It is hard to hold two truths together at once – that the National Disability Insurance Scheme (NDIS) is an important and life-changing government service, and also that it is a scheme with deep dysfunctions and need for improvement.

That is the message we got loud and clear from the recent Annual NDIS Conference, where we heard from many people heavily involved in the NDIS and the National Disability Insurance Agency (NDIA). As well as many scheme participants and advocates, speakers included NDIS Independent Review chairs Bruce Bonyhady and Lisa Paul, NDIS Quality and Safeguarding Commissioner Tracy Mackey, NDIS Minister Bill Shorten, NDIA CEO Rebecca Falkingham and NDIA chair Kurt Fearnley.

We are pleased to share our key takeaways from the recent two-day event in Sydney:

  1. Measure and communicate outcomes. We need to invest in measuring and communicating the individual and collective outcomes for people with disability, and the benefit to the broader Australian society and economy, that the NDIS delivers. Without this our public and political discourse on cost and sustainability will always be one-sided. How can we decide what an appropriate cost is when we cannot accurately quantify the return on investment?
  2. Innovate in funding. We need to think bigger than fee-for-service as the only funding and pricing model. The markets the NDIS operates in across Australia are not uniform; some are developing and some regional and remote areas will never be functioning markets. The NDIS Review’s pricing and payment approaches paper provides interesting insight into how this conversation should begin.
  3. Work with First Nations. Alternative commissioning models highlighted in the second recent paper from the NDIS Review identify the need to consider community-led approaches to funding. The NDIS does not work for many First Nations people with disability and this is exacerbated in regional and remote Aboriginal communities. The NDIS is only now grappling with culturally safe services and what this looks like in a social insurance scheme.
  4. Coordinate better. For the NDIS to succeed, we need to better coordinate services and help users navigate them. Individual packages were never meant to stand alone but were intended to sit alongside informal supports and supports from mainstream agencies and the broader community. Linkages between services and government agencies, and support for participants to navigate this complex world, is essential and will ensure effective utilisation and reduced costs. We have not yet got right the roles of supporting coordinator (SC), local area coordinator (LAC) and planner.
  5. Connect with mainstream services. Our focus on the NDIS over the past 10 years means mainstream services (such as housing, health, transport and education) have not been bearing the right weight of responsibility. The NDIS is here to stay. We need to ensure services work together and that people with disability are embedded in all other government services. State governments have an important role in achieving this outcome, which will lessen the pressure on the NDIS.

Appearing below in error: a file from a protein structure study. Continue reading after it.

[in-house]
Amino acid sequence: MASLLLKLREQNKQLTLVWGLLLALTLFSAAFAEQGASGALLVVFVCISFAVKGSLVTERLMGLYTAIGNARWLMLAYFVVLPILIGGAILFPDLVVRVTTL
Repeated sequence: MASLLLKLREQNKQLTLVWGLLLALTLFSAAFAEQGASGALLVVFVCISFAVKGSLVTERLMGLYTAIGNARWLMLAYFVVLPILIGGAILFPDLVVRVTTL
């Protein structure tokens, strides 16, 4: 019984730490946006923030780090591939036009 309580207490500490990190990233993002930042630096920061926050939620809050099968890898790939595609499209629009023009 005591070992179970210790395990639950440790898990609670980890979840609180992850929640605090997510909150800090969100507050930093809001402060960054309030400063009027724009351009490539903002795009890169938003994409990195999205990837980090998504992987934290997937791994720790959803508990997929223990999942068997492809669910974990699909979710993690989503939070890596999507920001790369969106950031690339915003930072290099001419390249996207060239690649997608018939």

6. Improve quality and safeguards. Regulation of providers and stewardship of the market is maturing. The NDIS Quality and Safeguarding Commission has developed tools and frameworks that should assist in ensuring we understand what quality of service means. These frameworks can help disability service providers and government mainstream services understand what good practice looks like for any type of service provision for people with disability.
  7. Empower participants. We need to get better at empowering participants in meaningful ways. The NDIA chair described the NDIS as “a revolution in a vacuum”. It has revolutionised the way disability services have been provided but has not yet revolutionised the way the rest of society views disability. It is vital to rebuild social capital and address the segregation risk that arises through the ‘othering’ of services and experiences. The NDIS should be recognised as a revolution across government, services, schools and industry.
  8. Don’t shirk hard decisions. The truth is there are some structurally non-sustainable service providers, particularly those delivering therapies under the NDIS, many of which are running an operational deficit. A system needs to be established that supports sustainability or prompts significant change in the composition of the provider market.
  9. Consider housing. There is keen interest across the sector and government in housing, supported disability accommodation (SDA) and supported independent living (SIL). The number of SDA properties coming online has increased and the way SIL support is included in participant packages has changed. Addressing housing needs will involve taking a long-term view to ensure housing stock is designed to meet the needs and desires of participants. This will involve government, the regulator, and providers working together to incentivise the market.
  10. Reduce workforce churn. Delivering choice and control for participants while also ensuring quality supports depends on having a healthy and thriving disability service workforce. This workforce has experienced the same challenges as other parts of the care economy, including aged care and childcare. There is a need to reduce workforce churn through measures including transferrable qualifications and entitlements, valuing care careers as a vocation, better connecting workforce culture and motivation, and improving quality.

As the NDIS enters its second decade, it is an exciting and challenging time. For the long-term health of the scheme, stakeholders need to think carefully about the issues that arose at the Annual NDIS Conference.

Get in touch to discuss how we can support your role in building the future of the NDIS.

Connect with Mhairi Cowden, Geoff Sjollema and Angela Connors on LinkedIn.